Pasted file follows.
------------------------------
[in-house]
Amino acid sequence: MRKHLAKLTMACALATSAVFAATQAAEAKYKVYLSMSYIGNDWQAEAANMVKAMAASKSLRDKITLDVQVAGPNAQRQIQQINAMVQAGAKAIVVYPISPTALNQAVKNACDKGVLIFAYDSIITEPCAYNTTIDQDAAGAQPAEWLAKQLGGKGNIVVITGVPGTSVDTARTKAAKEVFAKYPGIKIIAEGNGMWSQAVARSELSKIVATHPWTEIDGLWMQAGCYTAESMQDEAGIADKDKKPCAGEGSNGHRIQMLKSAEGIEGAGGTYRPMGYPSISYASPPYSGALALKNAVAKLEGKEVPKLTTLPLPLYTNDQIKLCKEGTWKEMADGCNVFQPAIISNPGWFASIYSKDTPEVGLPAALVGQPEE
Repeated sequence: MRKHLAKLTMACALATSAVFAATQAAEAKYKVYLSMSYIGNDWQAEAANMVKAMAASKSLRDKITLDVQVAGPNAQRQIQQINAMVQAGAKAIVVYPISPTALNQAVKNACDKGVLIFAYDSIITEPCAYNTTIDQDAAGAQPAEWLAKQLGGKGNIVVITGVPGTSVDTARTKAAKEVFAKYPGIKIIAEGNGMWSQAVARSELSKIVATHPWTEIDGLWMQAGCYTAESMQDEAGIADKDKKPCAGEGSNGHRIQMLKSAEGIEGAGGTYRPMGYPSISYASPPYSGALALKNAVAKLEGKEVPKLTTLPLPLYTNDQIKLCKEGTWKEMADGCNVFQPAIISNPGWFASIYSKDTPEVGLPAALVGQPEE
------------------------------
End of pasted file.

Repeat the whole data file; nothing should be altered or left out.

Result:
[in-house]
Amino acid sequence: MRKHLAKLTMACALATSAVFAATQAAEAKYKVYLSMSYIGNDWQAEAANMVKAMAASKSLRDKITLDVQVAGPNAQRQIQQINAMVQAGAKAIVVYPISPTALNQAVKNACDKGVLIFAYDSIITEPCAYNTTIDQDAAGAQPAEWLAKQLGGKGNIVVITGVPGTSVDTARTKAAKEVFAKYPGIKIIAEGNGMWSQAVARSELSKIVATHPWTEIDGLWMQAGCYTAESMQDEAGIADKDKKPCAGEGSNGHRIQMLKSAEGIEGAGGTYRPMGYPSISYASPPYSGALALKNAVAKLEGKEVPKLTTLPLPLYTNDQIKLCKEGTWKEMADGCNVFQPAIISNPGWFASIYSKDTPEVGLPAALVGQPEE
Repeated sequence: MRKHLAKLTMACALATSAVFAATQAAEAKYKVYLSMSYIGNDWQAEAANMVKAMAASKSLRDKITLDVQVAGPNAQRQIQQINAMVQAGAKAIVVYPISPTALNQAVKNACDKGVLIFAYDSIITEPCAYNTTIDQDAAGAQPAEWLAKQLGGKGNIVVITGVPGTSVDTARTKAAKEVFAKYPGIKIIAEGNGMWSQAVARSELSKIVATHPWTEIDGLWMQAGCYTAESMQDEAGIADKDKKPCAGEGSNGHRIQMLKSAEGIEGAGGTYRPMGYPSISYASPPYSGALALKNAVAKLEGKEVPKLTTLPLPLYTNDQIKLCKEGTWKEMADGCNVFQPAIISNPGWFASIYSKDTPEVGLPAALVGQPEE